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Advances in information technology (IT) have displaced workers who do routine tasks in recent decades. Jan Eeckhout of Pompeu Fabra University, Christoph Hedtrich of Uppsala University and Roberto Pinheiro of the Federal Reserve Bank of Cleveland find that half of the rising wage disparity between routine and non-routine jobs has been driven by the fall in the price of IT capital over the 1990-2015 period. Using data on firms’ IT expenditures, and comparing routine and non-routine jobs, the authors find that the employment and compensation of routine jobs have declined disproportionately in cities with high costs of living. The authors suggest that expensive cities tend to have high productivity that attracts more IT investment, which in turn displaces routine jobs and reallocates them to cheaper areas. “Job polarization is a predominantly urban phenomenon that determines both the employment distribution between and within cities and inequality,” the authors conclude.
Central banks that are part of financial stability committees are better at avoiding financial turmoil
Using data on financial stability reports from 24 central banks (not including the U.S. Federal Reserve), Juan M. Londono, Stijn Claessens, and Ricardo Correa of the Federal Reserve Board find that central banks that participate in interagency financial stability committees – and thus have more tools to avoid financial instability – are more effective in identifying and limiting the build-up of financial vulnerabilities than other central banks. After an increase in financial vulnerabilities or deterioration of sentiment in press accounts, they find, central banks that participate in committees tend to transmit a calmer message, suggesting that the ability to use policy tools other than communications strengthens the incentive to avoid crying wolf.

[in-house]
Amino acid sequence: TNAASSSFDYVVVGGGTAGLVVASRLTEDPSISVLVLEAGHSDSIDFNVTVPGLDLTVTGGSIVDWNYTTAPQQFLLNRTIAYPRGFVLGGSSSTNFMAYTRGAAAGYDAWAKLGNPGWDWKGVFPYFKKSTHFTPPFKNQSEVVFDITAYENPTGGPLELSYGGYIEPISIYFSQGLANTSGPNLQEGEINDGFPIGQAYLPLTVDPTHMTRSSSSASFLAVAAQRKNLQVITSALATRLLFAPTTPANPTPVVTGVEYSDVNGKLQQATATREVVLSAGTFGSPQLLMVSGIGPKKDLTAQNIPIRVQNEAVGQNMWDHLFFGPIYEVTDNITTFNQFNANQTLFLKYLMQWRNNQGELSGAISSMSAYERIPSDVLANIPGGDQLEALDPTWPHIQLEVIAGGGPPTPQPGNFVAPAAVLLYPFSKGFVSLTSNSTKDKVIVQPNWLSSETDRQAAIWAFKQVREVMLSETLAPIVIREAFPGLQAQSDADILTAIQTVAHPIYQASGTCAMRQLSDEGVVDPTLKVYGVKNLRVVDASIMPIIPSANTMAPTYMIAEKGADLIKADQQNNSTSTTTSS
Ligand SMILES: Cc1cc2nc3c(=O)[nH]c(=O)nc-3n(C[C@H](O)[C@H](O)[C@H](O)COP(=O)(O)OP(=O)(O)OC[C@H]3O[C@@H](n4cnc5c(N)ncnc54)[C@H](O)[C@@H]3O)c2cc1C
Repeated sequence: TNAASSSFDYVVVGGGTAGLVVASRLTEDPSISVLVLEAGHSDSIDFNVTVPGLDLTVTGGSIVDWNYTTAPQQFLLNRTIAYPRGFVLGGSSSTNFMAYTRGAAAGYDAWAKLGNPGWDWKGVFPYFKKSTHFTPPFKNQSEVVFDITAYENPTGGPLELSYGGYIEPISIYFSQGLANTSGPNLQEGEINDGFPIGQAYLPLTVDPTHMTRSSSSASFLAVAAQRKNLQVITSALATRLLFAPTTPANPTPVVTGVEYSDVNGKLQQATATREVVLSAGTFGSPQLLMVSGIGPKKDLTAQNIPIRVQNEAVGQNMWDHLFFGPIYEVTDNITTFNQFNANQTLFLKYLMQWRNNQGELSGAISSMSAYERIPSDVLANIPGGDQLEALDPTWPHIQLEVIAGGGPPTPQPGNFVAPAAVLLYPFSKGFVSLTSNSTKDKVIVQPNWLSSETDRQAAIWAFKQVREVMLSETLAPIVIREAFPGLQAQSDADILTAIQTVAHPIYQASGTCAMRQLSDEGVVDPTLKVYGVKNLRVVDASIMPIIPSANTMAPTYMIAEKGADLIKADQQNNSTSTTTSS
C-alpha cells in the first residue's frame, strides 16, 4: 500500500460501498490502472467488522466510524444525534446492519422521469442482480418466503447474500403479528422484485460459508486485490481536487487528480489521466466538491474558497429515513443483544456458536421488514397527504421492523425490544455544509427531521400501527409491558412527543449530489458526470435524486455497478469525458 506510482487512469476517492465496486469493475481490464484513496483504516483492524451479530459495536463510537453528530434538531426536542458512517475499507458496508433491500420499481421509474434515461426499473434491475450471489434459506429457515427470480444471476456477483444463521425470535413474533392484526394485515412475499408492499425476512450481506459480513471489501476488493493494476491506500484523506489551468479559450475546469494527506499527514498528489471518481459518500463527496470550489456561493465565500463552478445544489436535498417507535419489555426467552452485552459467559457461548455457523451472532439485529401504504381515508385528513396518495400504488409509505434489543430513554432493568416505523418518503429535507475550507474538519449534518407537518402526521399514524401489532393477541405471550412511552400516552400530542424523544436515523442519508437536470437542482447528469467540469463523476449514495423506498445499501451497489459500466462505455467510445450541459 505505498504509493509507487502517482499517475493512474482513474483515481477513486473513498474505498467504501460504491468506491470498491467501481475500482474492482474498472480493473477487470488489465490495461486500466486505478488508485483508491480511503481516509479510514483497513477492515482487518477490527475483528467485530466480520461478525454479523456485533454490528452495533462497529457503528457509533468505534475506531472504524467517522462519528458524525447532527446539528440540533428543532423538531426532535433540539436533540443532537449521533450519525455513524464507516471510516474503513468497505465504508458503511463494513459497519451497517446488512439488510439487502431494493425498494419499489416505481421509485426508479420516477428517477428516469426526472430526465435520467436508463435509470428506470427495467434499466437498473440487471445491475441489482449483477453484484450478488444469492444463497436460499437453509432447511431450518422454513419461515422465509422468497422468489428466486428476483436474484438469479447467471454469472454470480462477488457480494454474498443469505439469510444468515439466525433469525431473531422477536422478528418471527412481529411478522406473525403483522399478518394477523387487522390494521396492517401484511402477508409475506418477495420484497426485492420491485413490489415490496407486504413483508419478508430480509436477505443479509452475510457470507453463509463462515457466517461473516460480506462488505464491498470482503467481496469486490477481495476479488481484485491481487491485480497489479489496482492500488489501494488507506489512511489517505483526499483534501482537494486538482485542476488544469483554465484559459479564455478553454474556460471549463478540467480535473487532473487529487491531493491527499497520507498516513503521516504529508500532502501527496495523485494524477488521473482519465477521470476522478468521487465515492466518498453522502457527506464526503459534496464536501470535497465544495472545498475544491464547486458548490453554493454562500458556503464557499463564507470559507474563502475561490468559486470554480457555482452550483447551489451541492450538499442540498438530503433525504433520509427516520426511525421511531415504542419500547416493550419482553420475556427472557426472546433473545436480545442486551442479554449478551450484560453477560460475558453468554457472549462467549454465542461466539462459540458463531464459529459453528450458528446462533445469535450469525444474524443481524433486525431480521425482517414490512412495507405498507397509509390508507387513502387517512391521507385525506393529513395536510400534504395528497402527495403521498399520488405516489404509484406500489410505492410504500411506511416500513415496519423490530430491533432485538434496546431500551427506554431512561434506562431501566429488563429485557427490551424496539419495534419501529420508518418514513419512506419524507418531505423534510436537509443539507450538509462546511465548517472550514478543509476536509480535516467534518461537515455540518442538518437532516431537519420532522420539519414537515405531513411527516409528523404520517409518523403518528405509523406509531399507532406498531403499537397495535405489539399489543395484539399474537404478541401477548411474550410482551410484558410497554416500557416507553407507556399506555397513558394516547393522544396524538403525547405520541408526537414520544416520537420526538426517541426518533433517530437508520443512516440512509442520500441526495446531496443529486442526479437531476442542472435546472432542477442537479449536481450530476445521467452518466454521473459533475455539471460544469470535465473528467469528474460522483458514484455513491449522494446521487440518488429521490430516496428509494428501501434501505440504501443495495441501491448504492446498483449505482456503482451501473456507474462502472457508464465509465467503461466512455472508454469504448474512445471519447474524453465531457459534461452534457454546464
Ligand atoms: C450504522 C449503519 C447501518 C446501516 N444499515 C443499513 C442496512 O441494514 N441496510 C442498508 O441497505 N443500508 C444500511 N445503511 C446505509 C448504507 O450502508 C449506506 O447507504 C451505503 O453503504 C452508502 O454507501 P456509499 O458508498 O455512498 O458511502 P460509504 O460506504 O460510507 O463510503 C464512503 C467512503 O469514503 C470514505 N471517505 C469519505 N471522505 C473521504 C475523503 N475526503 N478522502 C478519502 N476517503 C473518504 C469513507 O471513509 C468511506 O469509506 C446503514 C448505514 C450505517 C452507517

Using Bureau of Labor Statistics data, Bart Hobijn of Arizona State University and Ayşegül Şahin of University of Texas at Austin find that fluctuations in the job-loss and job-finding rates over the business cycle cause the labor force participation rate to be highly cyclical. The participation rate generally falls during downturns, as more layoffs and fewer hires increase the number of unemployed individuals, who are significantly more likely to drop out of the labor force than the employed. The authors estimate that higher job-loss and lower job-finding rates account for 1.5 percentage points of the 1.7-percentage-point decline in labor force participation over the COVID-19 recession. Recessions have a longer-lived effect on the labor participation rate than on the unemployment rate, the authors find, which slows down labor market recovery. “During the upcoming recovery, cyclical factors affecting the labor supply will be more of a drag on employment than those captured by the unemployment rate,” the authors conclude.
Chart of the week: Pre-tax median household income fell in 2020, but rose after taxes thanks to COVID relief
“[M]any businesses now tell us that the supply disruptions are lasting longer than they originally thought and many do not expect them to resolve until the middle of next year or later. Many firms have been able to pass on the increased cost of inputs to their customers in the form of higher prices. At the same time, labor shortages have led firms to raise wages. These developments, along with continued elevated inflation readings, mean that the ‘transitory’ language has become a less useful description of the inflation situation,” says Loretta Mester, President of the Cleveland Fed.
“My own modal forecast is for inflation to remain high this year and then to begin to move back down next year; however, I see upside risks to this forecast. It is possible that the higher prices could cause longer-run inflation expectations to rise above the levels consistent with our 2% inflation goal, thereby putting upward pressure on inflation. These levels could only be sustained if monetary policy was too accommodative, and the Fed would need to respond to bring inflation and inflation expectations in line with the 2% goal. These dynamics are difficult to communicate in a word or two, especially in an environment where both strong demand and supply factors are in play. But a statement that offered more of an explanation of the FOMC’s views on the factors affecting current inflation readings, the outlook for inflation, and the risks around that outlook would give the public a better sense of the FOMC’s assessment than merely saying that elevated readings largely reflect transitory factors.”
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